Write a script and create a storyboard
The last thing you want to do is show up on location with no idea of how the end video should look. Overcome this avoidable problem before you capture your footage by taking time to create a script and a storyboard. Begin by writing your script. Your script might include on-camera dialogue that actors say, or voiceover that’s layered on top of footage in post-production. Either way, keep your script simple, and keep your sentences short. When someone is reading text, they can go back and re-read it if a sentence is long or complex; however, when watching a video, viewers aren’t likely to rewind a video to listen again. You get one shot to make a lasting impression, so be sure your message is simple, concise, and clear.
Next, take your script a step further as you create a storyboard. A storyboard is like a comic-book-style overview of your video. It shows how different shots come together to tell a single visual story. You can create a storyboard using software like Storyboarder, or you can simply sketch out your ideas. You don’t need to invest a lot of time and resources into this process; the goal is to have a high-level overview of the content and flow of your video so you can produce it well and tell a cohesive story.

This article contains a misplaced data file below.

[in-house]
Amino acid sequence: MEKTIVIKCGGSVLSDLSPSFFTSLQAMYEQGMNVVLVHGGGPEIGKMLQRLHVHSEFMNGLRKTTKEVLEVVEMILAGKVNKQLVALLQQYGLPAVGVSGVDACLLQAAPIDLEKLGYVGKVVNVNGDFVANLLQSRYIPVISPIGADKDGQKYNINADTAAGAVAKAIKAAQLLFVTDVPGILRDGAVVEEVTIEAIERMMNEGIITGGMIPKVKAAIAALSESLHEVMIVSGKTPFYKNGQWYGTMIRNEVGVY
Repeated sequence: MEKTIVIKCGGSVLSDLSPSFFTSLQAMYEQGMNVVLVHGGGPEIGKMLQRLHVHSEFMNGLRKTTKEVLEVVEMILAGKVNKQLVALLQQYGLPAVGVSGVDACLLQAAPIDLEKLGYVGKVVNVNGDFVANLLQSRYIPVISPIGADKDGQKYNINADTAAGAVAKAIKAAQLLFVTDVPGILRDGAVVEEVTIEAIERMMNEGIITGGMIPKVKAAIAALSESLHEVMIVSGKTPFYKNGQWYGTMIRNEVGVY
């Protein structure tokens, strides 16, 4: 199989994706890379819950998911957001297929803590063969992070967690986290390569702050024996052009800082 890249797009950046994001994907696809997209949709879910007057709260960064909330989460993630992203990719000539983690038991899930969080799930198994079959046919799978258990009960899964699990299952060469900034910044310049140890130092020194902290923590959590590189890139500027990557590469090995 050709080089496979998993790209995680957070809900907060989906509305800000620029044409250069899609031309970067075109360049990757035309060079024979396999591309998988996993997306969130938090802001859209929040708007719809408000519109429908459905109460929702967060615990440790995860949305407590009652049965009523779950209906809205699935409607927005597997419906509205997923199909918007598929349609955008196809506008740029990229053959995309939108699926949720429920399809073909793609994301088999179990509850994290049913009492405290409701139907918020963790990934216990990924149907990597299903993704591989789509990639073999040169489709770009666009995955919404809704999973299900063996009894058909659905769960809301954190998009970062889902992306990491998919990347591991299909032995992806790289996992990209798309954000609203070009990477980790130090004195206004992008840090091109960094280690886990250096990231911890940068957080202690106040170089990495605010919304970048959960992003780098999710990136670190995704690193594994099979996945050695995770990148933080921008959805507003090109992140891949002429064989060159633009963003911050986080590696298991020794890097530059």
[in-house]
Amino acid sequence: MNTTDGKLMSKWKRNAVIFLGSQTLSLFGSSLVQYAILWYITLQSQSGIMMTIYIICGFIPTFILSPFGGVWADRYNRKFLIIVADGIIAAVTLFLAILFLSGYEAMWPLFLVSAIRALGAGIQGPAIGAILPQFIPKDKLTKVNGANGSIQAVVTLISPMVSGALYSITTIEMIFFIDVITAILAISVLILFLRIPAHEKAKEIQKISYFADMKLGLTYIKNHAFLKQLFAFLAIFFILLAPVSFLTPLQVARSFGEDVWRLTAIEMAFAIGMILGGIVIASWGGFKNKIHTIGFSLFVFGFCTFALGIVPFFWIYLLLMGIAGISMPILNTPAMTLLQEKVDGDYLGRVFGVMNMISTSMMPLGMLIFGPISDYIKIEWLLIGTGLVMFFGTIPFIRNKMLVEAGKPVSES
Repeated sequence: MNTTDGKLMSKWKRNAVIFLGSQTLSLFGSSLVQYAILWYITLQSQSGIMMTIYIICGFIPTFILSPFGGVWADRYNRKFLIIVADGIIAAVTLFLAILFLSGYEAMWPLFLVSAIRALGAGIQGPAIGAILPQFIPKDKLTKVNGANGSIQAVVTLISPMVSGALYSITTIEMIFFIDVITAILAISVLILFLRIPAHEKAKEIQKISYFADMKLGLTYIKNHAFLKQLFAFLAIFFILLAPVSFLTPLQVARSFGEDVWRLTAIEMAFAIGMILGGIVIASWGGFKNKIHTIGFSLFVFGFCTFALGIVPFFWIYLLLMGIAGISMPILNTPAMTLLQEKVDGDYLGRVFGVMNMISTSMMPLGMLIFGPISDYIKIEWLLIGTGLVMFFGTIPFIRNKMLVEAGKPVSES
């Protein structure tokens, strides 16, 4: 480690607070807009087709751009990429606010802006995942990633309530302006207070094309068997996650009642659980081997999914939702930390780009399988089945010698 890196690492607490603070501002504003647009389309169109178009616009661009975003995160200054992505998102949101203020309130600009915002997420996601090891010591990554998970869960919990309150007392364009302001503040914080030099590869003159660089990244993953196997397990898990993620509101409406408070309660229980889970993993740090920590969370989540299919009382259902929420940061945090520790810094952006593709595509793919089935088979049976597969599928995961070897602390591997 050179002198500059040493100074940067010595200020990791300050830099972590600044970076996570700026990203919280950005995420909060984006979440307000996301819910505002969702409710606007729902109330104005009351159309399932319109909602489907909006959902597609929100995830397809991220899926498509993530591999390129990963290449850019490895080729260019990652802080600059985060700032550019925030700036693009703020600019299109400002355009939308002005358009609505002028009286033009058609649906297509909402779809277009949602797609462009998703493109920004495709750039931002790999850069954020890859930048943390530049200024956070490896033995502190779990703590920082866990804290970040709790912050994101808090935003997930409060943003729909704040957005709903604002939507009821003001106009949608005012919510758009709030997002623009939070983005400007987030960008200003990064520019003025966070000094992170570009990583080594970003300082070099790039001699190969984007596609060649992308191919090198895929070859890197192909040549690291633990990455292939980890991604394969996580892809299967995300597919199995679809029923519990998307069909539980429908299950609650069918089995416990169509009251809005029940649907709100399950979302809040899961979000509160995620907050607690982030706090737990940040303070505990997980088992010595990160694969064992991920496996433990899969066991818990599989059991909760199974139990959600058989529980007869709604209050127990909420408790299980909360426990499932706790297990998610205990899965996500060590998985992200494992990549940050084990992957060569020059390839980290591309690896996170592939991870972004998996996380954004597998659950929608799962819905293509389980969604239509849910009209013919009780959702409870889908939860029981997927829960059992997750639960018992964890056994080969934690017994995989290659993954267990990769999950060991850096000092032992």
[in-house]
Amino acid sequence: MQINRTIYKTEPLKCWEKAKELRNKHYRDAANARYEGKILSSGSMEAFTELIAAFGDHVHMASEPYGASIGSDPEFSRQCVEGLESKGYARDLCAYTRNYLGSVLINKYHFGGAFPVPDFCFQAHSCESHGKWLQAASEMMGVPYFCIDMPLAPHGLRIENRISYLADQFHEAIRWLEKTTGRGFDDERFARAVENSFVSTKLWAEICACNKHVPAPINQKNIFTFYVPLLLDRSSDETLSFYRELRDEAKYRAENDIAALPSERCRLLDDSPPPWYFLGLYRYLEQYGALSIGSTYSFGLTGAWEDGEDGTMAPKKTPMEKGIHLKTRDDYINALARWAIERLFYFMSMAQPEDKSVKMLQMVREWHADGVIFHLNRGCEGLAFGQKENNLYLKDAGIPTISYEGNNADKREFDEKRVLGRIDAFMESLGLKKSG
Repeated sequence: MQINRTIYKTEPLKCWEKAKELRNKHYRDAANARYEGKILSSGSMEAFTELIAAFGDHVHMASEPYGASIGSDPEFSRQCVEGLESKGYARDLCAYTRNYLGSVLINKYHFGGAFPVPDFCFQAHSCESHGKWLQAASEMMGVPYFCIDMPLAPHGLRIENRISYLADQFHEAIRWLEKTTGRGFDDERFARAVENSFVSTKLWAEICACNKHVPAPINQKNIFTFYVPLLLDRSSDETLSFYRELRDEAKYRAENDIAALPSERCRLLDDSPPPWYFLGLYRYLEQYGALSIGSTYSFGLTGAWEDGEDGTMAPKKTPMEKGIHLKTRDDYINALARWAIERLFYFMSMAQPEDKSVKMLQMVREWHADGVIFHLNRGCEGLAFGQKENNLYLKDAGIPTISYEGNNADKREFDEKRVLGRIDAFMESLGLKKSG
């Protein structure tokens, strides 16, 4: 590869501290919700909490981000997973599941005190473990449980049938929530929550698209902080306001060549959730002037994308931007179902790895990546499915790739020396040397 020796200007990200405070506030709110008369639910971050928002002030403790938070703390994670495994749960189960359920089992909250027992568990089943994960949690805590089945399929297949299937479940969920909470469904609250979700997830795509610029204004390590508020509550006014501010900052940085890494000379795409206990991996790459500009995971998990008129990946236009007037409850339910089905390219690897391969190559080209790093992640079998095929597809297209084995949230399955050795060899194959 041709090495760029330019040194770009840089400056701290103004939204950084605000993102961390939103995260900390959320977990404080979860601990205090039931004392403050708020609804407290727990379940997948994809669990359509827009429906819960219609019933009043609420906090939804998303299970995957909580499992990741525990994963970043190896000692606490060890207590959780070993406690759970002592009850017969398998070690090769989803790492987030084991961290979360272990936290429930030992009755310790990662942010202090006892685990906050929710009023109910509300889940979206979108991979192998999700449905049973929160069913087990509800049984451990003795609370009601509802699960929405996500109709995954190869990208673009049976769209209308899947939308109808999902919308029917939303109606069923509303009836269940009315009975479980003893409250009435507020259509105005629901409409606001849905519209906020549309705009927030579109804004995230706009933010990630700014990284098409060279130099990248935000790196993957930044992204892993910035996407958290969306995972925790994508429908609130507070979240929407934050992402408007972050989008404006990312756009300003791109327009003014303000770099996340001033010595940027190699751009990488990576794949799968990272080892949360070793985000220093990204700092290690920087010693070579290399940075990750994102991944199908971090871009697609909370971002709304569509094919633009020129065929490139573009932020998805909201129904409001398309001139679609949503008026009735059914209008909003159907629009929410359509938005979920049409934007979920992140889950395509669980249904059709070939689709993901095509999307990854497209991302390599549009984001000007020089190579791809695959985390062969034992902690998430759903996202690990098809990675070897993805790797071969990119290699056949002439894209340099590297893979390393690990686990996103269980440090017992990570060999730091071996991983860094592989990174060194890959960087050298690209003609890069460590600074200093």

Both storyboarding and script writing should take place before you start collecting footage so your team has a shared vision for the end result. If you need a little inspiration to get the process started, check out our post 21 YouTube Video Ideas for Businesses.
4 Equipment tips
Try to use the camera equipment you already have
Making a YouTube video doesn’t have to be expensive. You can probably leverage hardware you already have to create your video. Most recent smartphones come with high-quality cameras that are perfect for shooting videos; you can even purchase an inexpensive tripod for your phone to ensure the shot is still. Depending on the type of video you’re creating, you can also use the webcam that’s built into your computer, or purchase an external web camera. This method is great for shooting things like webinars, testimonials, tutorials, and interviews.